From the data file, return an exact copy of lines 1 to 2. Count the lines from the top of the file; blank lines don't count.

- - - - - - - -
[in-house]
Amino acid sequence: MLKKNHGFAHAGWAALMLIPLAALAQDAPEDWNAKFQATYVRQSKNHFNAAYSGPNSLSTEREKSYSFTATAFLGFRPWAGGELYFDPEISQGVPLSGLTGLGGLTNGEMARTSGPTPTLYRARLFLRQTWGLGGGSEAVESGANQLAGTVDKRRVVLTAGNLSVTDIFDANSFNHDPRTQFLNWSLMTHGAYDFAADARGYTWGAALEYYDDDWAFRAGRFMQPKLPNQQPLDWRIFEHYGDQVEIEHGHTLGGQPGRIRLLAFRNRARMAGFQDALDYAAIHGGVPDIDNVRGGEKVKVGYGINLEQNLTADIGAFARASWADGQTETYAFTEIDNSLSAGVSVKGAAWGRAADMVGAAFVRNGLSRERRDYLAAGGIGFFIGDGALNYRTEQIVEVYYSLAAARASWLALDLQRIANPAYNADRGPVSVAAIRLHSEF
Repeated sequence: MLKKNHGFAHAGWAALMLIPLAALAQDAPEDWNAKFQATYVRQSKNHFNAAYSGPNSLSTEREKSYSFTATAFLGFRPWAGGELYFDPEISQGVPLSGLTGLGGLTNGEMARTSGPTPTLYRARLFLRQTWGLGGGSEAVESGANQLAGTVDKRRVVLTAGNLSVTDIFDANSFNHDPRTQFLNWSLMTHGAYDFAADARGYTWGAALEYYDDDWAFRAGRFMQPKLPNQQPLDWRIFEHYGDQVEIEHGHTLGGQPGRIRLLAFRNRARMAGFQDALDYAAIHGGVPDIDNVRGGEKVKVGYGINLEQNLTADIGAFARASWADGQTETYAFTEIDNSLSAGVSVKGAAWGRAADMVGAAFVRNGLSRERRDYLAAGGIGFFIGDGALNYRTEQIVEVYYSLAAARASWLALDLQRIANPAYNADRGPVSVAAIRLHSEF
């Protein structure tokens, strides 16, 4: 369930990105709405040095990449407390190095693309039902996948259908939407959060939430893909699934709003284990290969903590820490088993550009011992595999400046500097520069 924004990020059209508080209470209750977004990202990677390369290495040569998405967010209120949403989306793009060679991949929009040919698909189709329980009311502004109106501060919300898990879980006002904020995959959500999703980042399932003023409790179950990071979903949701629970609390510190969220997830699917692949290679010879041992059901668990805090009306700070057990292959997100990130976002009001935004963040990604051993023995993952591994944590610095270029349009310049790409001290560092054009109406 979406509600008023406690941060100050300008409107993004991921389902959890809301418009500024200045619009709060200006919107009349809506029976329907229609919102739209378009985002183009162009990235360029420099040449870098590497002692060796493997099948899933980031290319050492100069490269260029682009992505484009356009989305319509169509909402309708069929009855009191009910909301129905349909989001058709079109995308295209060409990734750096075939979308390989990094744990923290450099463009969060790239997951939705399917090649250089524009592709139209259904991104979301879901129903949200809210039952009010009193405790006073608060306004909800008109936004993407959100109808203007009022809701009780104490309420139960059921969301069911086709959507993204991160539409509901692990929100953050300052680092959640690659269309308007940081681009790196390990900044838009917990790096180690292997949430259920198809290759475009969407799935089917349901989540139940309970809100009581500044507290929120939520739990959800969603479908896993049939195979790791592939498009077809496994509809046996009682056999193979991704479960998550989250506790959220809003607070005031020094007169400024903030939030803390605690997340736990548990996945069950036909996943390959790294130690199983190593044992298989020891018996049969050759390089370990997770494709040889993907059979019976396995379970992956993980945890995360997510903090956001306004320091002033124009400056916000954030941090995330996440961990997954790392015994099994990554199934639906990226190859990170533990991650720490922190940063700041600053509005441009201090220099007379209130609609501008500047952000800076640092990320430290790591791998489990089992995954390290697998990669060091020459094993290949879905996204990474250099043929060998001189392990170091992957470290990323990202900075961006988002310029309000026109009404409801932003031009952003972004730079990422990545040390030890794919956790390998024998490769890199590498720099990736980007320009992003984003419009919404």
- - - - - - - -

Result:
[in-house]
Amino acid sequence: MLKKNHGFAHAGWAALMLIPLAALAQDAPEDWNAKFQATYVRQSKNHFNAAYSGPNSLSTEREKSYSFTATAFLGFRPWAGGELYFDPEISQGVPLSGLTGLGGLTNGEMARTSGPTPTLYRARLFLRQTWGLGGGSEAVESGANQLAGTVDKRRVVLTAGNLSVTDIFDANSFNHDPRTQFLNWSLMTHGAYDFAADARGYTWGAALEYYDDDWAFRAGRFMQPKLPNQQPLDWRIFEHYGDQVEIEHGHTLGGQPGRIRLLAFRNRARMAGFQDALDYAAIHGGVPDIDNVRGGEKVKVGYGINLEQNLTADIGAFARASWADGQTETYAFTEIDNSLSAGVSVKGAAWGRAADMVGAAFVRNGLSRERRDYLAAGGIGFFIGDGALNYRTEQIVEVYYSLAAARASWLALDLQRIANPAYNADRGPVSVAAIRLHSEF